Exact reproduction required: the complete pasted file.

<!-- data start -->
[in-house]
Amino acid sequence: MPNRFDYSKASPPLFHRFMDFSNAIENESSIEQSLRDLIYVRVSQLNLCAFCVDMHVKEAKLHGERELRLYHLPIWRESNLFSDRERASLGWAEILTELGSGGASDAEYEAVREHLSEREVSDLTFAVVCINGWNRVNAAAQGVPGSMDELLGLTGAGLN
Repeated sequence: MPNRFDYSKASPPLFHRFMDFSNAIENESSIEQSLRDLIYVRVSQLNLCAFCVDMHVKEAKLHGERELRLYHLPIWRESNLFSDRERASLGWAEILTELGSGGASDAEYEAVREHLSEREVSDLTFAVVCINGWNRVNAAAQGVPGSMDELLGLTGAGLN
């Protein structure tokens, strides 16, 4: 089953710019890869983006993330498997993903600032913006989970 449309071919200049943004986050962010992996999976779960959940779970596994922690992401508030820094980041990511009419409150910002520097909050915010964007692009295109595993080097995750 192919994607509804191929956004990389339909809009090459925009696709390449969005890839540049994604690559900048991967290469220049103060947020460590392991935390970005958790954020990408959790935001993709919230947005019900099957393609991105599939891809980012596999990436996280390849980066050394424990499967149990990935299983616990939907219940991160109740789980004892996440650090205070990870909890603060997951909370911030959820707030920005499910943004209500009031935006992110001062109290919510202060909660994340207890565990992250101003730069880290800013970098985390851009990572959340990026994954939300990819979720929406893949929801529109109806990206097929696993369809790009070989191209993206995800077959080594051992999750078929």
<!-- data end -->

[in-house]
Amino acid sequence: MPNRFDYSKASPPLFHRFMDFSNAIENESSIEQSLRDLIYVRVSQLNLCAFCVDMHVKEAKLHGERELRLYHLPIWRESNLFSDRERASLGWAEILTELGSGGASDAEYEAVREHLSEREVSDLTFAVVCINGWNRVNAAAQGVPGSMDELLGLTGAGLN
Repeated sequence: MPNRFDYSKASPPLFHRFMDFSNAIENESSIEQSLRDLIYVRVSQLNLCAFCVDMHVKEAKLHGERELRLYHLPIWRESNLFSDRERASLGWAEILTELGSGGASDAEYEAVREHLSEREVSDLTFAVVCINGWNRVNAAAQGVPGSMDELLGLTGAGLN
């Protein structure tokens, strides 16, 4: 089953710019890869983006993330498997993903600032913006989970 449309071919200049943004986050962010992996999976779960959940779970596994922690992401508030820094980041990511009419409150910002520097909050915010964007692009295109595993080097995750 192919994607509804191929956004990389339909809009090459925009696709390449969005890839540049994604690559900048991967290469220049103060947020460590392991935390970005958790954020990408959790935001993709919230947005019900099957393609991105599939891809980012596999990436996280390849980066050394424990499967149990990935299983616990939907219940991160109740789980004892996440650090205070990870909890603060997951909370911030959820707030920005499910943004209500009031935006992110001062109290919510202060909660994340207890565990992250101003730069880290800013970098985390851009990572959340990026994954939300990819979720929406893949929801529109109806990206097929696993369809790009070989191209993206995800077959080594051992999750078929």